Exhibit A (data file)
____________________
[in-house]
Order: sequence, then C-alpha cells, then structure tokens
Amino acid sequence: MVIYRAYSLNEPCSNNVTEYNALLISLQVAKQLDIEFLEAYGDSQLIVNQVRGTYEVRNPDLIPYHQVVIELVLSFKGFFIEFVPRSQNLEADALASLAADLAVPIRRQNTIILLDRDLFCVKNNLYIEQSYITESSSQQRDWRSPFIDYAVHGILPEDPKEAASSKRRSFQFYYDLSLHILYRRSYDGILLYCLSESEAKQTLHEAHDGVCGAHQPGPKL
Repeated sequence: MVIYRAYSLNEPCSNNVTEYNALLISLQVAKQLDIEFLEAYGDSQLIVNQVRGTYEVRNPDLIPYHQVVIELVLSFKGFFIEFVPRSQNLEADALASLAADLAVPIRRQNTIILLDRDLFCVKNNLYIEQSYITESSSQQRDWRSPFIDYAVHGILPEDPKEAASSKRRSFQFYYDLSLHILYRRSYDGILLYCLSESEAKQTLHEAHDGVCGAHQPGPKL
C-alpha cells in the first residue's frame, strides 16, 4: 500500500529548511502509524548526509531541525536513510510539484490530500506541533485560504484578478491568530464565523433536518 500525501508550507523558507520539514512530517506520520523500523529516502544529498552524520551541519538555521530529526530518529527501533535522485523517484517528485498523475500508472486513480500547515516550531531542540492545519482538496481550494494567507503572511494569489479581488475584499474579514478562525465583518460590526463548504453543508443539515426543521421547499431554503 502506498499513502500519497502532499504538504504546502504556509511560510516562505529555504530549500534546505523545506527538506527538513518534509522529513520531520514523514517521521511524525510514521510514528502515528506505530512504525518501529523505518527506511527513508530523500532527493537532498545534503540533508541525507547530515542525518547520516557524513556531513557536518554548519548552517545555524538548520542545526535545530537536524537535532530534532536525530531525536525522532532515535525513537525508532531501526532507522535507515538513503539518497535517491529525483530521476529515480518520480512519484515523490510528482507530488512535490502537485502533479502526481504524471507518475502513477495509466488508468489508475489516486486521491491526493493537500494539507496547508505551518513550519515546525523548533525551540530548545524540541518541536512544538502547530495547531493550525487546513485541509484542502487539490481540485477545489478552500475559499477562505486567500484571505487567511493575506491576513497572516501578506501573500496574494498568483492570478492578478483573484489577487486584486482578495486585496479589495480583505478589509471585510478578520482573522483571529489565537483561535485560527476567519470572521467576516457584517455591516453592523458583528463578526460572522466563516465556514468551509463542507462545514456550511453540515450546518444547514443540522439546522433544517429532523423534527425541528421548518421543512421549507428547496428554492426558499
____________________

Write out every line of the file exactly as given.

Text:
[in-house]
Order: sequence, then C-alpha cells, then structure tokens
Amino acid sequence: MVIYRAYSLNEPCSNNVTEYNALLISLQVAKQLDIEFLEAYGDSQLIVNQVRGTYEVRNPDLIPYHQVVIELVLSFKGFFIEFVPRSQNLEADALASLAADLAVPIRRQNTIILLDRDLFCVKNNLYIEQSYITESSSQQRDWRSPFIDYAVHGILPEDPKEAASSKRRSFQFYYDLSLHILYRRSYDGILLYCLSESEAKQTLHEAHDGVCGAHQPGPKL
Repeated sequence: MVIYRAYSLNEPCSNNVTEYNALLISLQVAKQLDIEFLEAYGDSQLIVNQVRGTYEVRNPDLIPYHQVVIELVLSFKGFFIEFVPRSQNLEADALASLAADLAVPIRRQNTIILLDRDLFCVKNNLYIEQSYITESSSQQRDWRSPFIDYAVHGILPEDPKEAASSKRRSFQFYYDLSLHILYRRSYDGILLYCLSESEAKQTLHEAHDGVCGAHQPGPKL
C-alpha cells in the first residue's frame, strides 16, 4: 500500500529548511502509524548526509531541525536513510510539484490530500506541533485560504484578478491568530464565523433536518 500525501508550507523558507520539514512530517506520520523500523529516502544529498552524520551541519538555521530529526530518529527501533535522485523517484517528485498523475500508472486513480500547515516550531531542540492545519482538496481550494494567507503572511494569489479581488475584499474579514478562525465583518460590526463548504453543508443539515426543521421547499431554503 502506498499513502500519497502532499504538504504546502504556509511560510516562505529555504530549500534546505523545506527538506527538513518534509522529513520531520514523514517521521511524525510514521510514528502515528506505530512504525518501529523505518527506511527513508530523500532527493537532498545534503540533508541525507547530515542525518547520516557524513556531513557536518554548519548552517545555524538548520542545526535545530537536524537535532530534532536525530531525536525522532532515535525513537525508532531501526532507522535507515538513503539518497535517491529525483530521476529515480518520480512519484515523490510528482507530488512535490502537485502533479502526481504524471507518475502513477495509466488508468489508475489516486486521491491526493493537500494539507496547508505551518513550519515546525523548533525551540530548545524540541518541536512544538502547530495547531493550525487546513485541509484542502487539490481540485477545489478552500475559499477562505486567500484571505487567511493575506491576513497572516501578506501573500496574494498568483492570478492578478483573484489577487486584486482578495486585496479589495480583505478589509471585510478578520482573522483571529489565537483561535485560527476567519470572521467576516457584517455591516453592523458583528463578526460572522466563516465556514468551509463542507462545514456550511453540515450546518444547514443540522439546522433544517429532523423534527425541528421548518421543512421549507428547496428554492426558499